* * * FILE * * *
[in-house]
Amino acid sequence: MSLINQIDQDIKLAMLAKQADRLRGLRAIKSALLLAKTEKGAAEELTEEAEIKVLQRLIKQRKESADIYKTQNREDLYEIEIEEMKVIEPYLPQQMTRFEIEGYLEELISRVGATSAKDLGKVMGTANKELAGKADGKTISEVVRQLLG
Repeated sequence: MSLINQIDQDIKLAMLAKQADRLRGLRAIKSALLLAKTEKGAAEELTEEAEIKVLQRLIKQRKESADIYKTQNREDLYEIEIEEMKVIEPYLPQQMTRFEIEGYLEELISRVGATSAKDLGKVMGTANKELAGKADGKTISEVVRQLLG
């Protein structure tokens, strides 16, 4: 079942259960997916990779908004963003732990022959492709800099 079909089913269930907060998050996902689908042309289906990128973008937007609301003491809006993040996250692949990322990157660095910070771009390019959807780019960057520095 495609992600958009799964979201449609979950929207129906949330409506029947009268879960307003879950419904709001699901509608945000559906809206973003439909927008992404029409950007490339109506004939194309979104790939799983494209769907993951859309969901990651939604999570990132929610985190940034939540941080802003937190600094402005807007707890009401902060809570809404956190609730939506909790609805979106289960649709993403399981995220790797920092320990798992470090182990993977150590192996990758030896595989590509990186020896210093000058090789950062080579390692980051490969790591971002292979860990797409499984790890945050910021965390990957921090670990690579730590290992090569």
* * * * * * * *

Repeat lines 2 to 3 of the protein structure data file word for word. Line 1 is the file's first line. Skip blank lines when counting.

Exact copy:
Amino acid sequence: MSLINQIDQDIKLAMLAKQADRLRGLRAIKSALLLAKTEKGAAEELTEEAEIKVLQRLIKQRKESADIYKTQNREDLYEIEIEEMKVIEPYLPQQMTRFEIEGYLEELISRVGATSAKDLGKVMGTANKELAGKADGKTISEVVRQLLG
Repeated sequence: MSLINQIDQDIKLAMLAKQADRLRGLRAIKSALLLAKTEKGAAEELTEEAEIKVLQRLIKQRKESADIYKTQNREDLYEIEIEEMKVIEPYLPQQMTRFEIEGYLEELISRVGATSAKDLGKVMGTANKELAGKADGKTISEVVRQLLG